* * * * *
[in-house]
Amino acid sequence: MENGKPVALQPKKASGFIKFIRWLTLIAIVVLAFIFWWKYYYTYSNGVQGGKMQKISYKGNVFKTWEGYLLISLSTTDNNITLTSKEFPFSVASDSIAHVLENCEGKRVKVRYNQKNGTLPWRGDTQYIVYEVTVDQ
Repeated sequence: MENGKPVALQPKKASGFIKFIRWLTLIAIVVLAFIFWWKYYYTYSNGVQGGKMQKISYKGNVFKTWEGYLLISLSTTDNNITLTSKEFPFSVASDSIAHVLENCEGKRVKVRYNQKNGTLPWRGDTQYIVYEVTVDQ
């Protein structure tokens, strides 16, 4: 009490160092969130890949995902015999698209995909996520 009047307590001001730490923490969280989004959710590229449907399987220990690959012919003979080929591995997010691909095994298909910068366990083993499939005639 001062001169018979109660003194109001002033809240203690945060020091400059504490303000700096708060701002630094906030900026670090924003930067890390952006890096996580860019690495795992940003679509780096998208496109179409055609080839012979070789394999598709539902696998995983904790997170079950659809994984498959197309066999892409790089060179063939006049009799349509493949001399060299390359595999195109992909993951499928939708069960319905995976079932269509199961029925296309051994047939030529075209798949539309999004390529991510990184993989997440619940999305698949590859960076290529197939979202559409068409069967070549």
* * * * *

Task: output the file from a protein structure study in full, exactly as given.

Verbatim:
[in-house]
Amino acid sequence: MENGKPVALQPKKASGFIKFIRWLTLIAIVVLAFIFWWKYYYTYSNGVQGGKMQKISYKGNVFKTWEGYLLISLSTTDNNITLTSKEFPFSVASDSIAHVLENCEGKRVKVRYNQKNGTLPWRGDTQYIVYEVTVDQ
Repeated sequence: MENGKPVALQPKKASGFIKFIRWLTLIAIVVLAFIFWWKYYYTYSNGVQGGKMQKISYKGNVFKTWEGYLLISLSTTDNNITLTSKEFPFSVASDSIAHVLENCEGKRVKVRYNQKNGTLPWRGDTQYIVYEVTVDQ
């Protein structure tokens, strides 16, 4: 009490160092969130890949995902015999698209995909996520 009047307590001001730490923490969280989004959710590229449907399987220990690959012919003979080929591995997010691909095994298909910068366990083993499939005639 001062001169018979109660003194109001002033809240203690945060020091400059504490303000700096708060701002630094906030900026670090924003930067890390952006890096996580860019690495795992940003679509780096998208496109179409055609080839012979070789394999598709539902696998995983904790997170079950659809994984498959197309066999892409790089060179063939006049009799349509493949001399060299390359595999195109992909993951499928939708069960319905995976079932269509199961029925296309051994047939030529075209798949539309999004390529991510990184993989997440619940999305698949590859960076290529197939979202559409068409069967070549």